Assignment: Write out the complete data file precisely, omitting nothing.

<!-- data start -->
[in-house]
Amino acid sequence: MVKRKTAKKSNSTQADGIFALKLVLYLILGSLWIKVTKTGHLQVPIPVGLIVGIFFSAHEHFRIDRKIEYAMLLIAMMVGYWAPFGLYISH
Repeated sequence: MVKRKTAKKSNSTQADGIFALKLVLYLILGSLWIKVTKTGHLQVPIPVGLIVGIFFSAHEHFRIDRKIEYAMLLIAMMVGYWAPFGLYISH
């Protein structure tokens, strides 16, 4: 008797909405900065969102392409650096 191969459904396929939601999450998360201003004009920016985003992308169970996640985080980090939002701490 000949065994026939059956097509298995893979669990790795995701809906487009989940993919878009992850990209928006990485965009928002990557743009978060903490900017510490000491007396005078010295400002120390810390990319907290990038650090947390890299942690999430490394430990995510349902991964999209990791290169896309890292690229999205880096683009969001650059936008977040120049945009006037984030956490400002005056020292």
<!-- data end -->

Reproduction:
[in-house]
Amino acid sequence: MVKRKTAKKSNSTQADGIFALKLVLYLILGSLWIKVTKTGHLQVPIPVGLIVGIFFSAHEHFRIDRKIEYAMLLIAMMVGYWAPFGLYISH
Repeated sequence: MVKRKTAKKSNSTQADGIFALKLVLYLILGSLWIKVTKTGHLQVPIPVGLIVGIFFSAHEHFRIDRKIEYAMLLIAMMVGYWAPFGLYISH
């Protein structure tokens, strides 16, 4: 008797909405900065969102392409650096 191969459904396929939601999450998360201003004009920016985003992308169970996640985080980090939002701490 000949065994026939059956097509298995893979669990790795995701809906487009989940993919878009992850990209928006990485965009928002990557743009978060903490900017510490000491007396005078010295400002120390810390990319907290990038650090947390890299942690999430490394430990995510349902991964999209990791290169896309890292690229999205880096683009969001650059936008977040120049945009006037984030956490400002005056020292």